As a consequence of this more-profound agenda, once Marsalis had become a nationally prominent figure, his artistic focus changed in two noticeable ways. First, he began reaching back to earlier, pre-World War II influences, including what one close advisor described as “the rhythms and colors of the blues.” And second, he began exploring long-form compositions to achieve a grander and more significant expression of his vision for what jazz could be.
Toward this end, Marsalis began working diligently as a composer, with a New Orleans-influenced CD released in 1989, The Majesty of the Blues, serving as a marker for this aesthetic and cultural turning point. And a mid-1990s jazz oratorio, Blood on the Fields, based on the experience of slavery, marked a pinnacle of personal and cultural success, in 1997 winning the first Pulitzer Prize ever awarded a work of jazz composition.
Commenting on Marsalis’ success with Blood on the Fields, one observer wrote that Marsalis has proven “[j]azz need no longer be marginalized, neither in its structures nor in its emotional and intellectual ambitions.” He might have added, given Marsalis’ even grander and more-ambitious vision, that jazz need not be marginalized in its cultural and political aspects, either. Thanks to Marsalis’ hands-on guidance over more than two decades, New York City’s Lincoln Center—the prominent midtown Manhattan home to more than a dozen highly regarded arts organizations such as the New York Philharmonic, New York City Ballet, and Metropolitan Opera—now includes an organization dedicated solely to jazz.
By 2008, Jazz at Lincoln Center had occupied its own home in a recently constructed complex occupying roughly 150,000 square feet on three floors of the Time Warner Center adjacent to Lincoln Center. Constructed at a cost of $128 million, the complex includes four separate performance spaces, a rehearsal space, a recording studio, an archive for music scores, a library, and administrative offices. Supporting the Jazz at Lincoln Center Orchestra as well as more than a thousand performance, educational, and broadcast events around the world, the organization’s annual budget had reached $38 million in 2008.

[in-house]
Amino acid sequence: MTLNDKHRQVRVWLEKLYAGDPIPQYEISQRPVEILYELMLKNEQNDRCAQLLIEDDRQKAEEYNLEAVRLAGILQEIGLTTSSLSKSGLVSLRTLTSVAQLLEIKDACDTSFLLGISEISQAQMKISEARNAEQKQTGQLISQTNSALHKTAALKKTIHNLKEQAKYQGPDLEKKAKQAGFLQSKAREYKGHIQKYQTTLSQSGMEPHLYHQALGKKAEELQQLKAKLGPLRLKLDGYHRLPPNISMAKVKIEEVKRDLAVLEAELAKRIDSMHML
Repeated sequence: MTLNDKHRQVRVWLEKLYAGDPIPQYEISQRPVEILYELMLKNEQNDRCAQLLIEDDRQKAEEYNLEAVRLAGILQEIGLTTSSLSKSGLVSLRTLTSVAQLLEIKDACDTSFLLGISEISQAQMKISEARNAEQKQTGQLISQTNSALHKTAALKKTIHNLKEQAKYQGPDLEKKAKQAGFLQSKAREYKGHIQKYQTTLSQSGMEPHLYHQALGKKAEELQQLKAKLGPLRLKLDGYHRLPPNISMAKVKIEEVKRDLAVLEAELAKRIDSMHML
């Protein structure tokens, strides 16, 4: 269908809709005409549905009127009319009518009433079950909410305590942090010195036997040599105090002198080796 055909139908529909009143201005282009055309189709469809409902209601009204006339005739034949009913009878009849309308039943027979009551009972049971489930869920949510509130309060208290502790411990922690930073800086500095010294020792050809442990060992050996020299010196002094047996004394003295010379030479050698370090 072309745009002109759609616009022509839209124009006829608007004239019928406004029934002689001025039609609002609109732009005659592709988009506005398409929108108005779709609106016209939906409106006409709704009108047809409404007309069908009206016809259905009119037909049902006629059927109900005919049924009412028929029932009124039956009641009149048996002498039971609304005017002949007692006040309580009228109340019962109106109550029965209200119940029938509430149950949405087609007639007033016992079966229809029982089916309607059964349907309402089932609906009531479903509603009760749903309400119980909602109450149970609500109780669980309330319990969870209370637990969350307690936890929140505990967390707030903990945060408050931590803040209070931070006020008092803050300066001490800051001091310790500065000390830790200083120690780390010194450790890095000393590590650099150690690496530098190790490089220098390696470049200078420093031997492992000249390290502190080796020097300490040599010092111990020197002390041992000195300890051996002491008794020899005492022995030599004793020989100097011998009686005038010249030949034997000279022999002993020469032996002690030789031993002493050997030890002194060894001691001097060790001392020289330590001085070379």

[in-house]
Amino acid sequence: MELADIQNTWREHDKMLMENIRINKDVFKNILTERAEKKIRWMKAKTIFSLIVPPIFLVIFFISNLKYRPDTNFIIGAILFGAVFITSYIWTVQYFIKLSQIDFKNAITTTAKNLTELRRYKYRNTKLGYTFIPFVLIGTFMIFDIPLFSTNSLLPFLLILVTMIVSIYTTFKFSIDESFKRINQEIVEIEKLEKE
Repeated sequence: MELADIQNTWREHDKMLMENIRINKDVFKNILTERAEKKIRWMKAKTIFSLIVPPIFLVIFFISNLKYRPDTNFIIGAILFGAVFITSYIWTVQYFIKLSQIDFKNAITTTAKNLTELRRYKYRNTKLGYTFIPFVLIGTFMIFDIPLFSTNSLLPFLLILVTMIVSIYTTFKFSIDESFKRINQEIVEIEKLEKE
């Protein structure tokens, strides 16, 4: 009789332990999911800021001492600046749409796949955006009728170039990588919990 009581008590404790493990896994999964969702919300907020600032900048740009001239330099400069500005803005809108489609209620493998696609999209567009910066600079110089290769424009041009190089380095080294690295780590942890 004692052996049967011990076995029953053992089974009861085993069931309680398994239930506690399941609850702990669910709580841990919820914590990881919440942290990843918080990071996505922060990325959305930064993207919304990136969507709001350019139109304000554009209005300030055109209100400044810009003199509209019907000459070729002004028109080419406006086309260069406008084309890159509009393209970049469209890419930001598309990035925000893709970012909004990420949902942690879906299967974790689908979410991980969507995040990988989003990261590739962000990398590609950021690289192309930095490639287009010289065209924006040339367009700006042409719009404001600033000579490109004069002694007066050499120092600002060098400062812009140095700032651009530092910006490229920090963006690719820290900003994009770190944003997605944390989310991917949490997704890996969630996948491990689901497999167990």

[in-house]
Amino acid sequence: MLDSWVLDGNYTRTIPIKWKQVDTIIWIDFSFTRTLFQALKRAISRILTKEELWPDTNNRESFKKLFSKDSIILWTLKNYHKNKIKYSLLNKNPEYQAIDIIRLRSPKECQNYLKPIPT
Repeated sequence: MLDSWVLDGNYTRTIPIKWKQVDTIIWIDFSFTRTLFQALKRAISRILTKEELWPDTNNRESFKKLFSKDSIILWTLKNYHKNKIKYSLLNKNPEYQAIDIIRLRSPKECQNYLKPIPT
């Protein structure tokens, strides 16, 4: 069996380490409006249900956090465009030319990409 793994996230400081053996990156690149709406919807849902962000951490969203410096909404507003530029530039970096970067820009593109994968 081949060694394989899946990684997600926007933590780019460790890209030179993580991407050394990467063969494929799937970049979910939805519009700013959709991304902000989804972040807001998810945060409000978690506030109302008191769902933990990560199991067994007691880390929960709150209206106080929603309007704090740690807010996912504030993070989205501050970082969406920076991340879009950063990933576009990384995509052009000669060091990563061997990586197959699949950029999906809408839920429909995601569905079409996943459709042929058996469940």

Establishing a permanent and culturally prominent home for jazz, which, according to The Wall Street Journal, “now stands as something sturdy and, historical context, thoroughly original,” may prove to be Marsalis’s crowning achievement in what one observer has described as “the most spectacular jazz career in the past forty years.”
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Hahn, Roger. "Wynton Marsalis." In KnowLA Encyclopedia of Louisiana, edited by David Johnson. Louisiana Endowment for the Humanities, 2010–. Article published February 1, 2011. http://knowla.org/entry.php?rec=720.
Hahn, Roger. "Wynton Marsalis." KnowLA Encyclopedia of Louisiana. Ed. David Johnson. Louisiana Endowment for the Humanities, 1 Feb. 2011. Web. 25 May. 2013.
Would you like to learn more about this topic from books and other reading materials?
Blumenfeld, Larry. “Wynton Marsalis’ Enduring Opus.” The Wall Street Journal, September 24, 2009. http://online.wsj.com/article/SB10001424052970204518504574421122947652320.html
Conroy, Frank. “Stop Nitpicking a Genius.” The New York Times Magazine, June 25, 1995. http://www.nytimes.com/1995/06/25/magazine/stop-nitpicking-a-genius.html?scp=3&sq=Wynton%20Marsalis+Frank%20Conroy&st=cse
Gourse, Leslie. Wynton Marsalis: Skain’s Domain, A Biography. New York: Schirmer Books, 1999.
Lichtenstein, Grace, and Laura Danker. “Keepers of the Flame—the Marsalis Family.” In Musical Gumbo: The Music of New Orleans, 240–57. New York: W. W. Norton, 1993.
Marsalis, Wynton. Marsalis on Music. New York: W. W. Norton, 1994.
Porter, Eric. “The Majesty of the Blues: Wynton Marsalis’ Jazz Canon." In What Is this Thing Called Jazz? African American Musicians as Artists, Critics, and Activists, 287–334. Berkeley: University of California Press, 2002.
Wroe, Nicholas. “A Life in Music: Wynton Marsalis.” The Guardian, July 18, 2009. http://www.guardian.co.uk/music/2009/jul/18/wynton-marsalis-interview.